Winning the political game: A million little things add up to a big win

Here’s an oldie but goodie campaign tip I’ve written about previously. But with municipal elections starting to heat up across the state, it’s very relevant today.

Political campaigns can be discouraging because a lot of campaign work is boring and tedious. Myriad details must be taken care of, and it’s easy to question whether doing all these little things is really very important or will make a difference in the end.

Candidates and campaign workers want to be out doing big, glamorous things, like engaging in high-profile debates, filming television spots, holding high-level strategy meetings and visiting editorial boards.

But those things won’t win an election unless they are supported by a solid foundation built through a lot of attention to detail, detail, detail—all the little, boring things that ultimately add up to success: developing voter lists, stuffing envelopes, printing and production, responding to calls, e-mails and letters, building a volunteer team in every voting precinct, following up with donor prospects, recruiting and training grassroots workers, putting up lawn signs, building relationships, and so forth.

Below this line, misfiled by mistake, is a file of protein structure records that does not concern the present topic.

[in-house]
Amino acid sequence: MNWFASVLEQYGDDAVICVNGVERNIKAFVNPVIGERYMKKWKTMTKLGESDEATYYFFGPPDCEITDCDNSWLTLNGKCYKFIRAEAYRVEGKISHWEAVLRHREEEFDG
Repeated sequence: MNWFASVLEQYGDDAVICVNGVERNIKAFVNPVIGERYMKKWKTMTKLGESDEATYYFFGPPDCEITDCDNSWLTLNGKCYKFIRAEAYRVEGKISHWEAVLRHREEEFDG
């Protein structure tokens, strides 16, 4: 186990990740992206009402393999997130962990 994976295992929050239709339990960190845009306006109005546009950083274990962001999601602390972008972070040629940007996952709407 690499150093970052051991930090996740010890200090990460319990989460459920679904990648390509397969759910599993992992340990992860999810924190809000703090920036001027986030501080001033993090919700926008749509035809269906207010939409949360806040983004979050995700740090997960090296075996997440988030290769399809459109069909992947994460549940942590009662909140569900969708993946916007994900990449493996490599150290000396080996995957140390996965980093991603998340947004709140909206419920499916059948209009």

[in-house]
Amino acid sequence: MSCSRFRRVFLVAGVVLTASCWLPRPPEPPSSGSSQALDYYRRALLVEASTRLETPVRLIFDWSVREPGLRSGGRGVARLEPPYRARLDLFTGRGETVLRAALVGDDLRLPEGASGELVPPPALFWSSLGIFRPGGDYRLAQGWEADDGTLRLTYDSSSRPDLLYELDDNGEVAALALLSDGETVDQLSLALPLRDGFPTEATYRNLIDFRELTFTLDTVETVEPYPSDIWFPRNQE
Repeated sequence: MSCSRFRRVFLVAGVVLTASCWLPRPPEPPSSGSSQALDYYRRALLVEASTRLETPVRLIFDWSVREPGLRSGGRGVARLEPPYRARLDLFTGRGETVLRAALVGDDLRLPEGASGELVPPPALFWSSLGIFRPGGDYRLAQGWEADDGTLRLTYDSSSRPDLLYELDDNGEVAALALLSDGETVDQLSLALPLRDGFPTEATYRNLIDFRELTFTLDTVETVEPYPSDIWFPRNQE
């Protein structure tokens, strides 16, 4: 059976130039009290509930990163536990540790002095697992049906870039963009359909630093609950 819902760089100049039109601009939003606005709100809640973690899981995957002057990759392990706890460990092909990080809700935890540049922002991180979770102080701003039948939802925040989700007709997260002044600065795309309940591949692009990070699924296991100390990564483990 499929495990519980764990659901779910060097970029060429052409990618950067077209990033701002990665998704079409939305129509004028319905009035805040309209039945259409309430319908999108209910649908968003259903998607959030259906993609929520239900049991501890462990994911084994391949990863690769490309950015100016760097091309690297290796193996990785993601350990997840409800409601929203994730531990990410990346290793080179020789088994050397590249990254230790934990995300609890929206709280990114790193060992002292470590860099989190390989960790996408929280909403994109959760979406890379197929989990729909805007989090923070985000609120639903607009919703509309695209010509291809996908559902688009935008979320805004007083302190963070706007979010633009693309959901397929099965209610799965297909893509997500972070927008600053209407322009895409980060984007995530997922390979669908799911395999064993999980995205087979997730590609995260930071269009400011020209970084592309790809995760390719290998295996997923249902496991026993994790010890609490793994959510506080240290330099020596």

A candidate I worked for many years ago spent many months, long before the election year, criss-crossing the state by himself, meeting with state legislators, county commissioners and mayors. He visited them where they were – in their homes, at their businesses, in their farm fields.

He put forth an incredible effort, spending thousands of hours, meeting one-on-one with these influencers. He later recalled stopping at 2 or 3 a.m. at a deserted gas station restroom in Nephi toward the end of a long trip across the state, totally exhausted, asking himself if it was really worth it.

It clearly was. He won the support of the state’s opinion leaders and it was a big step in winning the governorship.

In that same campaign, at campaign headquarters we would sometimes call our opponent’s campaign office at 10 p.m. or 11 p.m. No one was ever there. By contrast, we routinely worked until 1, 2, or 3 a.m. We weren’t absolutely sure we were going to win the election, but we sure knew we were outworking our competition.

Political success usually results from a million little things coming together at the right time. A campaign is hour after excruciating hour of work and more work, with plenty of wondering if you’re making any headway, especially if your opponent is getting more headlines. But if you’re working smart, getting the fundamentals done, doing the little things, the routine things, the busy work — then it will all culminate in a big win at the end.